On a home inspection the other day I popped my head into the attic space of a vintage 1950 home. At first glance the attic felt unusually warm and moist. From the outside the gable vents appeared to be large enough and should have kept this attic effectively ventilated however the current renter had some other ideas. He told me that he had been in construction for years and was currently unemployed.
This vintage home had a minimum amount of insulation and the gable vents were covered with plastic!! All of the warm moist air coming up out of the home was being trapped in this unheated, unvented, ideal mold growing limbo. The roof sheathing was covered with a soft and fuzzy patina, very artistic but not very pleasing for home maintenance and air quality.
The moral of the story is those openings in your attic and there for a reason and very important. They are not there to make you suffer when it is time to pay the heating bill. Insulation should be used on HEATED surfaces. Your attic is not a heated space. The floor of the attic is next to a heated space and this is the only surface that should be insulated. The rest of the attic should have enough vents to keep the attic as close to the exterior temperature as possible. This will vent excess moisture, cool the roof system and provide a good environment for maintenance of the structure of the roof.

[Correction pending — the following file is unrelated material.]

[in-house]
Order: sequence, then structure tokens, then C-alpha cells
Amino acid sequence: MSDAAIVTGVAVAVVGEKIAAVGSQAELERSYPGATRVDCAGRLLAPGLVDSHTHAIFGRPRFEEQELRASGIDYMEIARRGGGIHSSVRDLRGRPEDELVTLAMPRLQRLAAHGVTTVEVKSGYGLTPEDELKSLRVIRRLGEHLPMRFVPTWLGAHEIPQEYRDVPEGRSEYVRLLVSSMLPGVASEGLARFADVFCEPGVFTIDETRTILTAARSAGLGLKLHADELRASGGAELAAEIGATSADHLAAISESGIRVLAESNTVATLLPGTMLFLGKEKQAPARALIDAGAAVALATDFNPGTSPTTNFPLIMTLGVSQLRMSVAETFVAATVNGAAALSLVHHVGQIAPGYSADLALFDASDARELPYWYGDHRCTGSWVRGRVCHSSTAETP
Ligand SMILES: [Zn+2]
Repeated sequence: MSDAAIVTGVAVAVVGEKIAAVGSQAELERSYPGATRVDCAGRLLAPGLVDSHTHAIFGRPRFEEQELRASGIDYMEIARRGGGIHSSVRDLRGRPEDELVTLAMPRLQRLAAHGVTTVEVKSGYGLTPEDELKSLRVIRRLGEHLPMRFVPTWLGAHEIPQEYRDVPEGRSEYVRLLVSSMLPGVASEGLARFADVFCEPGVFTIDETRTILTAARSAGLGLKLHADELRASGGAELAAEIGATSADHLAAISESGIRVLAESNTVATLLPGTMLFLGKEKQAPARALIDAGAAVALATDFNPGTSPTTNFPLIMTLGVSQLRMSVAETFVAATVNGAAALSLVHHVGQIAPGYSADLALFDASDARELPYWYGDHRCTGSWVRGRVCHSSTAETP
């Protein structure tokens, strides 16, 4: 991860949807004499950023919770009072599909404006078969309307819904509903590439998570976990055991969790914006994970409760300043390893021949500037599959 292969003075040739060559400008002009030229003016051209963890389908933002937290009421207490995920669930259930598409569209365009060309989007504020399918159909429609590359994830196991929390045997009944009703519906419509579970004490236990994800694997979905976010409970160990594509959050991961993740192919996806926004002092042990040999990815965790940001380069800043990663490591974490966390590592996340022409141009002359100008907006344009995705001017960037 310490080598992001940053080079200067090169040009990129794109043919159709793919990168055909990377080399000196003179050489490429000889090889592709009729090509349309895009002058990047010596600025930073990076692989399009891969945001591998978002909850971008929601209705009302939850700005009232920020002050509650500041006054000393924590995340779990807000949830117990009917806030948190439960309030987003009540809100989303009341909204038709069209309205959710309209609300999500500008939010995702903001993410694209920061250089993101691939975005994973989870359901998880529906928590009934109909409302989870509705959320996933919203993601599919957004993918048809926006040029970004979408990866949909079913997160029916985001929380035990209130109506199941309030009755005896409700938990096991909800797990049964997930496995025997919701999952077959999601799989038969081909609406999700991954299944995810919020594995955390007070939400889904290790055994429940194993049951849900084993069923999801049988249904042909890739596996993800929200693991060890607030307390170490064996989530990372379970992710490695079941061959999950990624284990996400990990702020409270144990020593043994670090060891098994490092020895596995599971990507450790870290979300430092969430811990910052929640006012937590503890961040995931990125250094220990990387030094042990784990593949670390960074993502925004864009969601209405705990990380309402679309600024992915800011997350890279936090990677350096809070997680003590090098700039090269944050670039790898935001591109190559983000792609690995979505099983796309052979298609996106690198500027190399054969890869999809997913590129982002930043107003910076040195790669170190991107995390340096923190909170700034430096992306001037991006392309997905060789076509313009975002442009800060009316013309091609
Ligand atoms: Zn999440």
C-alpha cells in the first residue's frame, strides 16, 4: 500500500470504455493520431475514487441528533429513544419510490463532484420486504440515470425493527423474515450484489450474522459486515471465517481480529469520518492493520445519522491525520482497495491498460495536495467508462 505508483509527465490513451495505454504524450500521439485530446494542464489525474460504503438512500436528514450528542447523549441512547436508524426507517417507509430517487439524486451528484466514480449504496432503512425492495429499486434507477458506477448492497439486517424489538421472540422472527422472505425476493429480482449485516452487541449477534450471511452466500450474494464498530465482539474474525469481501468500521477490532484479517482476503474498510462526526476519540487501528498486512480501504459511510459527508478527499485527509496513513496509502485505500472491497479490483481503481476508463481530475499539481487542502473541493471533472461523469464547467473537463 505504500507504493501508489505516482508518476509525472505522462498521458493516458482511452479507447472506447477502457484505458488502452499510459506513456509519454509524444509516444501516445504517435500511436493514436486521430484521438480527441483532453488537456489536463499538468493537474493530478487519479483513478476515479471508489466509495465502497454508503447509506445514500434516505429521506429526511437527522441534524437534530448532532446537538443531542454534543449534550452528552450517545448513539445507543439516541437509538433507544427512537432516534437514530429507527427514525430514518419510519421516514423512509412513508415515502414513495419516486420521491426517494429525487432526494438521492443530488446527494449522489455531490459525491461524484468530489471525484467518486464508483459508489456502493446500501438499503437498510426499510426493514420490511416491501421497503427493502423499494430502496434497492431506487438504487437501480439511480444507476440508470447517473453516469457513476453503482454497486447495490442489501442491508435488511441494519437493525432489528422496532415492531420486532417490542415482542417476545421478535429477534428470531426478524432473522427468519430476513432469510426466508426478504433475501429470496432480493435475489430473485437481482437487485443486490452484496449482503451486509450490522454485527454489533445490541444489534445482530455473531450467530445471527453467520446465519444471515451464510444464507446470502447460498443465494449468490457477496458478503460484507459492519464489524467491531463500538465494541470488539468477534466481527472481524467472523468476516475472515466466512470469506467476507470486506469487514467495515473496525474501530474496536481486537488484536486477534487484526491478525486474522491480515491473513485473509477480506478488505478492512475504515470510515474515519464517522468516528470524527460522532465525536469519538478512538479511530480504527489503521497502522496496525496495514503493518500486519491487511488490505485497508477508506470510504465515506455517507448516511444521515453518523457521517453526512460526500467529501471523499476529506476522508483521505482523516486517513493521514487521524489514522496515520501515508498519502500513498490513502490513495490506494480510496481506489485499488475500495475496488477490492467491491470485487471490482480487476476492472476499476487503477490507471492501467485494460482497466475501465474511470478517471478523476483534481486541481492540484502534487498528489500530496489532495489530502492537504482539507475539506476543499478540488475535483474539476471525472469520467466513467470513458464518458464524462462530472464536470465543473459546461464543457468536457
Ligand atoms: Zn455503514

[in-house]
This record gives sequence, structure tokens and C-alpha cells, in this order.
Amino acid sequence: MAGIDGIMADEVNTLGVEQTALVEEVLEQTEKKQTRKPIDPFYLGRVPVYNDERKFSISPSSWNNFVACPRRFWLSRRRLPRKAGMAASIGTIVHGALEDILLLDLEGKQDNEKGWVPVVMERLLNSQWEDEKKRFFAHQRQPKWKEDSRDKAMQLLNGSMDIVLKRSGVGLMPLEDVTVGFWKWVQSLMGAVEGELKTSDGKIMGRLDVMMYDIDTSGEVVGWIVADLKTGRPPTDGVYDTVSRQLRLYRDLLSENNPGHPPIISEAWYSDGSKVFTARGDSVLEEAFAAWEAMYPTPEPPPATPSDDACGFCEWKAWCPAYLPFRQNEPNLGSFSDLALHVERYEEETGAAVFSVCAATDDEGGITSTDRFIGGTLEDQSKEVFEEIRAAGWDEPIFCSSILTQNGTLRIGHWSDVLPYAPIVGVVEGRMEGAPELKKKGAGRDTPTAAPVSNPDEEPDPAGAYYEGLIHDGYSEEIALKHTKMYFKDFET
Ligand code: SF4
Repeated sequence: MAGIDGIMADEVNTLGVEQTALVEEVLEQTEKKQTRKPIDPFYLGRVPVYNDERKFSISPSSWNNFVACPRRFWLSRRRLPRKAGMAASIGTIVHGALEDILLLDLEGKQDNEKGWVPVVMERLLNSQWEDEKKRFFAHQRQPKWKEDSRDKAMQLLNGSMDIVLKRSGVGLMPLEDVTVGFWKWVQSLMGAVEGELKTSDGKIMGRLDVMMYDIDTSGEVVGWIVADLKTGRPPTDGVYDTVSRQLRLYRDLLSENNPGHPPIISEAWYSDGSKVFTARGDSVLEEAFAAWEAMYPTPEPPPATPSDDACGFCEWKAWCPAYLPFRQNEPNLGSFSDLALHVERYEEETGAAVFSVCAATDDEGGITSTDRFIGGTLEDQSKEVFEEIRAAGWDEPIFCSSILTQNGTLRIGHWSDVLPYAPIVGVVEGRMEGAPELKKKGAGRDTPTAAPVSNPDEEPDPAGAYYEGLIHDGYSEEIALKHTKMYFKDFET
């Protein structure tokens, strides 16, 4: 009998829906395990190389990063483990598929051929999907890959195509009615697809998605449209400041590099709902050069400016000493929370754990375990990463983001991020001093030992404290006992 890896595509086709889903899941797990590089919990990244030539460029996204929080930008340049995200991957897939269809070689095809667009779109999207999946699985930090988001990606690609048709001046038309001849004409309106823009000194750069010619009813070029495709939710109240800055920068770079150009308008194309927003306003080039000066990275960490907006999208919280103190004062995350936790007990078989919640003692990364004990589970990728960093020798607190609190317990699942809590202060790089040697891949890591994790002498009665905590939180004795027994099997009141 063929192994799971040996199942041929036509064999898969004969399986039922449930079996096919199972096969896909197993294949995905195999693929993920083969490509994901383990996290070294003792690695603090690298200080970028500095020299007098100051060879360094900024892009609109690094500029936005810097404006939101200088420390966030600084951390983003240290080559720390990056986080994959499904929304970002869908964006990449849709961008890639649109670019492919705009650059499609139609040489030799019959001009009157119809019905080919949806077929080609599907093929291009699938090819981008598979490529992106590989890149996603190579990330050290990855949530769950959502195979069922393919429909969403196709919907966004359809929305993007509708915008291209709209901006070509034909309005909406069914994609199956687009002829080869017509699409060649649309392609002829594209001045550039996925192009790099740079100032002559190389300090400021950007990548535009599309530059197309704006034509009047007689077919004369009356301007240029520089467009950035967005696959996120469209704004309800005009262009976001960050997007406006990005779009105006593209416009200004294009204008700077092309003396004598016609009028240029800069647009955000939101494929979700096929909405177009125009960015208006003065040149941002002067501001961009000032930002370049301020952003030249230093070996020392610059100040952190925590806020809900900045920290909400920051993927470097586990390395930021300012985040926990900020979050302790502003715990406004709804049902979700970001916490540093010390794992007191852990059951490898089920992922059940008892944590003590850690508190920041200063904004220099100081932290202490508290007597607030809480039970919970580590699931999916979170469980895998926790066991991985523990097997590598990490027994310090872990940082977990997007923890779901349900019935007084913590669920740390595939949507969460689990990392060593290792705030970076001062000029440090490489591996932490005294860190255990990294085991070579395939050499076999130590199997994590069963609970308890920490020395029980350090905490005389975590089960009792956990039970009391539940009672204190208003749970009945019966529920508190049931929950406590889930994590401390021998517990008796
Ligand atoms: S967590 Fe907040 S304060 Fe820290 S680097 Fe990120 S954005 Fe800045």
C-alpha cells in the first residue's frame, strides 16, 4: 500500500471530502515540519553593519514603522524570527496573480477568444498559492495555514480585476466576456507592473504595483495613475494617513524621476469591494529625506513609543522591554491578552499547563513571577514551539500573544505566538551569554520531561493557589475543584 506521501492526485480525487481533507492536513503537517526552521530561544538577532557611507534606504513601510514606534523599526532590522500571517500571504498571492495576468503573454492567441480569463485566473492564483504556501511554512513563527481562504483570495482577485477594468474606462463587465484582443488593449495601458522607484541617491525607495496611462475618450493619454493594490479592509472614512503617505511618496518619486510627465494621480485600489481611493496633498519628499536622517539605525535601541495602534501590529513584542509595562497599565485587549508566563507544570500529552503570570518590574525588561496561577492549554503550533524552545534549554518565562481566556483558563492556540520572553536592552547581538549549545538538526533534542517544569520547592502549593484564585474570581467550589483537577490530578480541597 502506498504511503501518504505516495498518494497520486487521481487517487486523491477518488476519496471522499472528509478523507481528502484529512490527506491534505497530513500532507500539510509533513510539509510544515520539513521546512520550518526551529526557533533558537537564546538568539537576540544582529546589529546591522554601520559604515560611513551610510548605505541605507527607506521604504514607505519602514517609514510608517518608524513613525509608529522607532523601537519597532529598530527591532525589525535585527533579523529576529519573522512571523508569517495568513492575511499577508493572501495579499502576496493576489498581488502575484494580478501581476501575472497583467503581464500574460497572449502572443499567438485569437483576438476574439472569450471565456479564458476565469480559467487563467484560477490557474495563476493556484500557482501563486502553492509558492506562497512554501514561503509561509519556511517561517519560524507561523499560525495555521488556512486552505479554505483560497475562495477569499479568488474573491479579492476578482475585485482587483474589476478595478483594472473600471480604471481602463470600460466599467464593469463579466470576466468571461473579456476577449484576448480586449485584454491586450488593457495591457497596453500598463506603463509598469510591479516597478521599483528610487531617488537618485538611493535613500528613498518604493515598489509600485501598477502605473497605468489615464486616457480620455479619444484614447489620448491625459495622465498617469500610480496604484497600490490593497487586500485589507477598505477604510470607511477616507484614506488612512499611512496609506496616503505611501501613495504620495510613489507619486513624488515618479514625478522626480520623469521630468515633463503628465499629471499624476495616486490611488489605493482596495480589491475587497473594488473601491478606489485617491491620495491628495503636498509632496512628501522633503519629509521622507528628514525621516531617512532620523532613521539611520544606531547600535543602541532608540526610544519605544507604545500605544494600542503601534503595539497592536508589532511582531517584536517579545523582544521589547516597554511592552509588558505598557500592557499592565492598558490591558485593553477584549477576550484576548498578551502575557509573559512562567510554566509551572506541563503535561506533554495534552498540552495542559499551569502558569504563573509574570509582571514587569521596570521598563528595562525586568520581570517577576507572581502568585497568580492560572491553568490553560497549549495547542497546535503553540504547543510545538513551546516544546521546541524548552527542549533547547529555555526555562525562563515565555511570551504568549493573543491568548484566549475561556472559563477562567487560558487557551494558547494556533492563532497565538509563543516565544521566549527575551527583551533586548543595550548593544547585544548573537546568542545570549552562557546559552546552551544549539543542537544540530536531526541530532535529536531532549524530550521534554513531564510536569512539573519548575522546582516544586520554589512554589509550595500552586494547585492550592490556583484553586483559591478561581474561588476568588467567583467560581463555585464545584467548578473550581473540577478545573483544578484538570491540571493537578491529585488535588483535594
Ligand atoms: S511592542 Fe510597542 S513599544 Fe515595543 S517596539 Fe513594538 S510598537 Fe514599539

Home inspections in Salem, Oregon. Mold, Inspector, Keizer
People don’t realize that sealing things up tight is not smart. I am constantly talking with folks that want to buy new construction about how tight homes are and the “indoor pollution” problems some of these homes have. Homes need to breathe…
I have recently seen a high effeciency heat exchanging ventilator. Very neat technology that takes dirty conditioned air and uses the heat or cool to condition fresh outdoor air.